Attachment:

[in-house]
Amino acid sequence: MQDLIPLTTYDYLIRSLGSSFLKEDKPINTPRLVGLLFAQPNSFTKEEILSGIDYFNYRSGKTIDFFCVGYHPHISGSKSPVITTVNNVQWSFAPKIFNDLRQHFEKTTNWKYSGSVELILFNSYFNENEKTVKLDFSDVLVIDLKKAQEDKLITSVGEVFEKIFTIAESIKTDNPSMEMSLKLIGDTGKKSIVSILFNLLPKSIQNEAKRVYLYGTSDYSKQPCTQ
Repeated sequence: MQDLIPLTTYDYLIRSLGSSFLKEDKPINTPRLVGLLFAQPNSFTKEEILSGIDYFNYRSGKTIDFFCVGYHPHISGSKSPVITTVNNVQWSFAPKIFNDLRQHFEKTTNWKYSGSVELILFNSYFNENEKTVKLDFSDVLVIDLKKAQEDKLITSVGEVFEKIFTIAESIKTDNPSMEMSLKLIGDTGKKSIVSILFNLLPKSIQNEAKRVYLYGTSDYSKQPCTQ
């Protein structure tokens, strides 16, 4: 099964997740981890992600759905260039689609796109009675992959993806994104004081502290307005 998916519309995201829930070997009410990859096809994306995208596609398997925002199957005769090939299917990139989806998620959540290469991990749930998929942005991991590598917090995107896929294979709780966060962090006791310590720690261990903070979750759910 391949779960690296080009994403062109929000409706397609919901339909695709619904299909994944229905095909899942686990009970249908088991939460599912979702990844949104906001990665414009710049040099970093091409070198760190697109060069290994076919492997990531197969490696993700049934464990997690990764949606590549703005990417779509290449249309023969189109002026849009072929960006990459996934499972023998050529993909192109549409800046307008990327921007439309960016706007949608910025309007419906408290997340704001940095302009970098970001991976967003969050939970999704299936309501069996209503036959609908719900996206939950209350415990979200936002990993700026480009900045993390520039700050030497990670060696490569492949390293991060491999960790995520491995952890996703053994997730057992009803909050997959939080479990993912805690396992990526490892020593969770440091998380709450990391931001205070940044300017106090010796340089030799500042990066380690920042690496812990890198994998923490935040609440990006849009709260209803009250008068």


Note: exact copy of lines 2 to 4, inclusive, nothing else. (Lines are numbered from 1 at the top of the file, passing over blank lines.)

Amino acid sequence: MQDLIPLTTYDYLIRSLGSSFLKEDKPINTPRLVGLLFAQPNSFTKEEILSGIDYFNYRSGKTIDFFCVGYHPHISGSKSPVITTVNNVQWSFAPKIFNDLRQHFEKTTNWKYSGSVELILFNSYFNENEKTVKLDFSDVLVIDLKKAQEDKLITSVGEVFEKIFTIAESIKTDNPSMEMSLKLIGDTGKKSIVSILFNLLPKSIQNEAKRVYLYGTSDYSKQPCTQ
Repeated sequence: MQDLIPLTTYDYLIRSLGSSFLKEDKPINTPRLVGLLFAQPNSFTKEEILSGIDYFNYRSGKTIDFFCVGYHPHISGSKSPVITTVNNVQWSFAPKIFNDLRQHFEKTTNWKYSGSVELILFNSYFNENEKTVKLDFSDVLVIDLKKAQEDKLITSVGEVFEKIFTIAESIKTDNPSMEMSLKLIGDTGKKSIVSILFNLLPKSIQNEAKRVYLYGTSDYSKQPCTQ
């Protein structure tokens, strides 16, 4: 099964997740981890992600759905260039689609796109009675992959993806994104004081502290307005 998916519309995201829930070997009410990859096809994306995208596609398997925002199957005769090939299917990139989806998620959540290469991990749930998929942005991991590598917090995107896929294979709780966060962090006791310590720690261990903070979750759910 391949779960690296080009994403062109929000409706397609919901339909695709619904299909994944229905095909899942686990009970249908088991939460599912979702990844949104906001990665414009710049040099970093091409070198760190697109060069290994076919492997990531197969490696993700049934464990997690990764949606590549703005990417779509290449249309023969189109002026849009072929960006990459996934499972023998050529993909192109549409800046307008990327921007439309960016706007949608910025309007419906408290997340704001940095302009970098970001991976967003969050939970999704299936309501069996209503036959609908719900996206939950209350415990979200936002990993700026480009900045993390520039700050030497990670060696490569492949390293991060491999960790995520491995952890996703053994997730057992009803909050997959939080479990993912805690396992990526490892020593969770440091998380709450990391931001205070940044300017106090010796340089030799500042990066380690920042690496812990890198994998923490935040609440990006849009709260209803009250008068």